Semaglutide Added to Basal Insulin in Type 2 Diabetes (SUSTAIN 5): A Randomized, Controlled Trial

The Journal of Clinical Endocrinology & Metabolism, Jun 2018

Combination therapy with insulin and glucagon-like peptide-1 receptor agonists (GLP-1RAs) is important for treating type 2 diabetes (T2D). This trial assesses the efficacy and safety of semaglutide, a GLP-1RA, as an add-on to basal insulin.

A PDF file should load here. If you do not see its contents the file may be temporarily unavailable at the journal website or you do not have a PDF plug-in installed and enabled in your browser.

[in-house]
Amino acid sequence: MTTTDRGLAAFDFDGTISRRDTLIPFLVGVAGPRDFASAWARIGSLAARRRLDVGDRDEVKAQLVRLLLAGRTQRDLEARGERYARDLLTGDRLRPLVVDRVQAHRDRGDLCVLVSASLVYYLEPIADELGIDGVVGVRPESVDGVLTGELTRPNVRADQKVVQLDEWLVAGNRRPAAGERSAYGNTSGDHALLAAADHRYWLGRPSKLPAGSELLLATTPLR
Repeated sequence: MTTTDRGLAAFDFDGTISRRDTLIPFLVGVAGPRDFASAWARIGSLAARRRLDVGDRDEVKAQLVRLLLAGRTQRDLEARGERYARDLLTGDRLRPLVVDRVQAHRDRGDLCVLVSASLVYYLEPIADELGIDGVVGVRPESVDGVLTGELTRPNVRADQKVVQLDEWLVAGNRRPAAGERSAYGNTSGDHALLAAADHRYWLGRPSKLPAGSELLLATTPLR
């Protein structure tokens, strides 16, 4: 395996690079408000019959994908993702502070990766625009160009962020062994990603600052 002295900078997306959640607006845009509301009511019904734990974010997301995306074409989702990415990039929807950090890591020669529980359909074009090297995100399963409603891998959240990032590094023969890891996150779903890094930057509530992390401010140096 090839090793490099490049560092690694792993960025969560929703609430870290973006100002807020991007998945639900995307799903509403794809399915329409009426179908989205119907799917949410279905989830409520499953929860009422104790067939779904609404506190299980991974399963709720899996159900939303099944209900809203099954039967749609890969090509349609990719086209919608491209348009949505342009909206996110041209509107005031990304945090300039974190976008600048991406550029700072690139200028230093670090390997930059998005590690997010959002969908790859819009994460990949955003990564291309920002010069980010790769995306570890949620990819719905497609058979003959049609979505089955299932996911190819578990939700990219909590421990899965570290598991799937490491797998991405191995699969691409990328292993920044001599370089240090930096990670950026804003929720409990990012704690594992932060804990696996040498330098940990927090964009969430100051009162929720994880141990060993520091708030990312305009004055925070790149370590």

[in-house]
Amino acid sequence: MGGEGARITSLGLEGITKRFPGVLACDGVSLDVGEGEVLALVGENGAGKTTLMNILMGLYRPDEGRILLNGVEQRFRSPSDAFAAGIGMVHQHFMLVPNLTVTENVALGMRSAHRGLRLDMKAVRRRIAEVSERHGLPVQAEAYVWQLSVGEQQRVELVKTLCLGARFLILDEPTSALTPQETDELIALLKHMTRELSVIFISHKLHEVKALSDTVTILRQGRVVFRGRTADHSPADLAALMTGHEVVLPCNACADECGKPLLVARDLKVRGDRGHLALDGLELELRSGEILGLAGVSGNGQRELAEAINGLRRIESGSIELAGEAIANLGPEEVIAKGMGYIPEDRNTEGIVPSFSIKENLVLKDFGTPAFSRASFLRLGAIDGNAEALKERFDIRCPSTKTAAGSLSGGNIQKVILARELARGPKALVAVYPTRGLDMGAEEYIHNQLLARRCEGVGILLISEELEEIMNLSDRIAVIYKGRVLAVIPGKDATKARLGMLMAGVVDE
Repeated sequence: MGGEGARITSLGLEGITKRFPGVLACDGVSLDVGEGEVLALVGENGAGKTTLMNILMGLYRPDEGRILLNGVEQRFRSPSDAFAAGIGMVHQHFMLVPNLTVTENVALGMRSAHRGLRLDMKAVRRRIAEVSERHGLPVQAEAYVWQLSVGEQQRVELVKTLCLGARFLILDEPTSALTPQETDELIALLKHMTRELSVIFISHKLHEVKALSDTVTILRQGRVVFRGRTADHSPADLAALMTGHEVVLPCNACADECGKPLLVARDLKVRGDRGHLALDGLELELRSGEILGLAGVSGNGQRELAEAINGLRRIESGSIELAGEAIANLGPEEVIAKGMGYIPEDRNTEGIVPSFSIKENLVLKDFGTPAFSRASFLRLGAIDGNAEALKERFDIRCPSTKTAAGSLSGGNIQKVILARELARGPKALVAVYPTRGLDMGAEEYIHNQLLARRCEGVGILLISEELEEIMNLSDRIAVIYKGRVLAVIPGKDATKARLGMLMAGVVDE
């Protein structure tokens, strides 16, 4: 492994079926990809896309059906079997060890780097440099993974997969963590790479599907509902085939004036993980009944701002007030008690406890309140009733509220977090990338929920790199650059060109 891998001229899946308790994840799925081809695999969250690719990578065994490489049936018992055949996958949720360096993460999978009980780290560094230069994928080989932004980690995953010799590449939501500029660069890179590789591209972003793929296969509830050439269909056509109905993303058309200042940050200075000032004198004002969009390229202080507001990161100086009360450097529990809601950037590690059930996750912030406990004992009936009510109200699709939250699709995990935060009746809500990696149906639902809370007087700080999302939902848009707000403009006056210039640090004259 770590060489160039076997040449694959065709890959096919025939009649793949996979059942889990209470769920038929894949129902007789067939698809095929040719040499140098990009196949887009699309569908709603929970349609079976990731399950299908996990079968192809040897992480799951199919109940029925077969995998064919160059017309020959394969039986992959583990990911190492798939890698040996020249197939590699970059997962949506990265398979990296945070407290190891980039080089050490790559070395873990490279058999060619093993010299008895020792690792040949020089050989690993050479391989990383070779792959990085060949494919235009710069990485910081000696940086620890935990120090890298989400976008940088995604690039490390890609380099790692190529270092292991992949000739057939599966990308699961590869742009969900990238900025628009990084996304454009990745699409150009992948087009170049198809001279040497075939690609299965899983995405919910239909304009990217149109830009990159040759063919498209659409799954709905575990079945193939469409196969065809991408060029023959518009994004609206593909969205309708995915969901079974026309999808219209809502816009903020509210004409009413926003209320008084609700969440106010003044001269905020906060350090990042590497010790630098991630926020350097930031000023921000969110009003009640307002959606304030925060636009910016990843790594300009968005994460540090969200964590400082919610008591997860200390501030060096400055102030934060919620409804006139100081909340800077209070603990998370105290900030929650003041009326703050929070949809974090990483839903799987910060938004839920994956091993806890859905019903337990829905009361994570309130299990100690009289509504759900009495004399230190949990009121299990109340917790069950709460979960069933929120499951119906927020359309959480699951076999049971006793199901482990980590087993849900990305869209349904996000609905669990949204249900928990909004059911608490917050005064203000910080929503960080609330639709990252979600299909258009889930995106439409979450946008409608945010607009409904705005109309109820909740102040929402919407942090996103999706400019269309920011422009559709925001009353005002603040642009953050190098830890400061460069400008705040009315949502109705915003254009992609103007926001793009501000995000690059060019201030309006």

Alternatively, you can download the file locally and open with any standalone PDF reader:

https://academic.oup.com/jcem/article-pdf/103/6/2291/25088249/jc.2018-00070.pdf

Semaglutide Added to Basal Insulin in Type 2 Diabetes (SUSTAIN 5): A Randomized, Controlled Trial